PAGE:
Designing An Accurate Global A/B Test To Improve Campaign Optimization
For online marketers, the practice of global optimization involves making small changes to the volumes of impressions served on all, or almost all, ad placements with the goal of maximizing a target metric, such as gross profit or number of conversions.
Online marketers typically haven’t performed such tests at a macro level of optimization because they are difficult to design and properly administer. However, there are two good ways any online marketer can set up a global optimization test.
The ideal comparison test: The ideal way of performing a global optimization test would be to segment users into two equivalent groups by random selection and have one group see only the results of optimization method A, while the other group sees only the results of optimization method B.
Unfortunately, ad servers don’t allow for such a setup. The output of a global optimization test is a list of budget changes for all of the ad placements in the campaign. When implemented, these budget changes result in a greater or lesser number of impressions being shown for each of those placements. To support this ideal test, the ad server would have to show impressions at one rate to one group of users and another rate to the other. But sites are contracted to show a specific number of impressions for a given placement, not to show impressions to particular groups of users. This makes the user split test difficult to implement for direct buys.
However, this type of test can be conducted for an advertiser that spends its budget exclusively on real-time bidding (RTB) inventory. In this case, the optimization method will provide bidding guidance for user segments and the advertiser can bid, using these guidelines, on an impression-by-impression basis based on which segment a particular visitor is in.
Time split test: The second approach to running a global optimization test is the time split method. This test is appropriate for the more commonly occurring case, where at least some of the ad inventory is obtained through direct buys. The way to perform this test is to run method A for some period and then run method B for an equivalent period. The results can then be compared to determine lift.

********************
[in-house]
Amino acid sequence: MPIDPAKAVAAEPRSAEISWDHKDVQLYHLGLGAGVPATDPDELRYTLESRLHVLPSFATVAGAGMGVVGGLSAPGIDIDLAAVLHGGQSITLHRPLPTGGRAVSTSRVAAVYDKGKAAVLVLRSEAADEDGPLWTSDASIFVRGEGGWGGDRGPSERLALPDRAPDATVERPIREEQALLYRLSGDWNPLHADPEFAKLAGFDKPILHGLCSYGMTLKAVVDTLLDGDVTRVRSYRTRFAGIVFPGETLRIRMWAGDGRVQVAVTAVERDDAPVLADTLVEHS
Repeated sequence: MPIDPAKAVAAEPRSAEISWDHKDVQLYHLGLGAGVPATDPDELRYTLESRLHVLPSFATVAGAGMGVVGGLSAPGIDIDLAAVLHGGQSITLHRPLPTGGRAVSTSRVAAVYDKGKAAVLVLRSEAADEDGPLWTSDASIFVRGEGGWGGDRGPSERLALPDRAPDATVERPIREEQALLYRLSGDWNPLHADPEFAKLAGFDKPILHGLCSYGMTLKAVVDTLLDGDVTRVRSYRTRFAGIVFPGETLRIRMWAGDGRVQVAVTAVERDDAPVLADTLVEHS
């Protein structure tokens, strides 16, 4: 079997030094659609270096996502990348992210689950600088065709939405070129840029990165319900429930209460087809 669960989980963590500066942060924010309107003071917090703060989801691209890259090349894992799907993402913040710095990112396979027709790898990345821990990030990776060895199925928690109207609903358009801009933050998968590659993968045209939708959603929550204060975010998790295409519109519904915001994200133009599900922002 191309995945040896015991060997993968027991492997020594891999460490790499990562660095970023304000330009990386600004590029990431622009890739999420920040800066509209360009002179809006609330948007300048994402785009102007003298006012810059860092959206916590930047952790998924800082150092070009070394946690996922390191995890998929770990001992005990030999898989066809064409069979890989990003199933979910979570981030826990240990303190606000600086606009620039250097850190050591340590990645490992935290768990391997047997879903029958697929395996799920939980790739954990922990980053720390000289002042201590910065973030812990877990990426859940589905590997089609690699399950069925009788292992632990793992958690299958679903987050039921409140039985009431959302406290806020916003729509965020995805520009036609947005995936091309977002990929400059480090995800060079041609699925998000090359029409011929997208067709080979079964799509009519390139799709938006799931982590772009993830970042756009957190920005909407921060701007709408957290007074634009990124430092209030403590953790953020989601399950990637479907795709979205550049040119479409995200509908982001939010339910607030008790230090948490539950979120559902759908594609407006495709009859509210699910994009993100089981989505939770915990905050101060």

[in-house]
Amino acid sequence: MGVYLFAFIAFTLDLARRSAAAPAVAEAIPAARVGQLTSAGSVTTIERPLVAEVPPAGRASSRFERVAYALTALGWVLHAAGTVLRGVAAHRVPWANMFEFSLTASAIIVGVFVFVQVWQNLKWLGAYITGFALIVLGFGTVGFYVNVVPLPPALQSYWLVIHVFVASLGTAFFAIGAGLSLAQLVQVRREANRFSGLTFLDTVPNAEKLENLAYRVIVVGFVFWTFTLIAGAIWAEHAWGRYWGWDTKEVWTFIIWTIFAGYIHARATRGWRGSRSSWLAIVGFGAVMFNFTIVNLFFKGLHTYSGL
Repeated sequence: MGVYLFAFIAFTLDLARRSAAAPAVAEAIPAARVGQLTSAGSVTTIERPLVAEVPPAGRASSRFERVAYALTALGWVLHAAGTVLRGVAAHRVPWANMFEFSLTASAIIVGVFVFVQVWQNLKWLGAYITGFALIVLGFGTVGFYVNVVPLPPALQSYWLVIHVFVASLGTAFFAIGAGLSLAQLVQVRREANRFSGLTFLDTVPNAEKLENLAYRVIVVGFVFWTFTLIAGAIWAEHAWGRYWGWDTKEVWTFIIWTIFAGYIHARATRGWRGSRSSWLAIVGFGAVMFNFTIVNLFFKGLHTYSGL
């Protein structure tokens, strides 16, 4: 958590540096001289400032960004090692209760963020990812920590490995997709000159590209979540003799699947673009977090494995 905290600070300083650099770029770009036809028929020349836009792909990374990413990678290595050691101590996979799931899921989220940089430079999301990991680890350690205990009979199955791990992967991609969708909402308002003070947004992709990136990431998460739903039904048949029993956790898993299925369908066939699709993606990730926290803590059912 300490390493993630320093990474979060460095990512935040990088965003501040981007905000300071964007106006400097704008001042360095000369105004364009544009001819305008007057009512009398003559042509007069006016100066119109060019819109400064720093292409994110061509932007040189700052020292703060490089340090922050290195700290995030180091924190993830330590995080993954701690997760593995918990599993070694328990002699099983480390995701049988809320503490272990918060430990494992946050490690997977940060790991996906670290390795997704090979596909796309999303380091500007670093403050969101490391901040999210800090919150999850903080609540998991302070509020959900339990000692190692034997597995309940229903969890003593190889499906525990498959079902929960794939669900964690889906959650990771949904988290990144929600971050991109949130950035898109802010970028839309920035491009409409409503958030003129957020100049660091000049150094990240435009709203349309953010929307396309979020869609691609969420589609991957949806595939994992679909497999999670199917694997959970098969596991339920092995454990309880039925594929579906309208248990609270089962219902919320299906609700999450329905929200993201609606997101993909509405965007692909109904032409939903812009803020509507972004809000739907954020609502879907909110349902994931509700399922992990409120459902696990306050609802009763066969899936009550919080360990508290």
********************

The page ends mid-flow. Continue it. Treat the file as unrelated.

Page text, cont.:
There are important factors to note with this approach, including how different time periods, seasonal effects or other external factors can cause results to differ even in the absence of the optimization changes. Expanding the test can mitigate these potential problems.
First, choose a random group of visitors for a control group to be used throughout the test. The purpose of this group is to measure baseline performance and allow the measurement of seasonal or other external effects. The control group will not be shown ads during the entire test.
Next, to further alleviate the impact of interaction effects, consider one of these two approaches:
- Blackout period – Approach one is to include a blackout period between tests. The blackout period must be long enough so that all of the conversions from the first time period have come in before the second test is started.
- Double Test – Approach two is to run the test a second time in the opposite order. For example, if the optimization period is one month, then first run method A for one month, then show no ads for one month, then run method B for one month, then show no ads for one month, then run method B for one month, show no ads for one month, and finally run method A for one month.
While advertisers have been performing more simple A/B tests for years, many now realize that they need to improve their tests in order to effectively optimize global campaign spends and remain competitive. While global optimization tests require a bit more effort, the results can significantly improve return on ad spend (ROAS).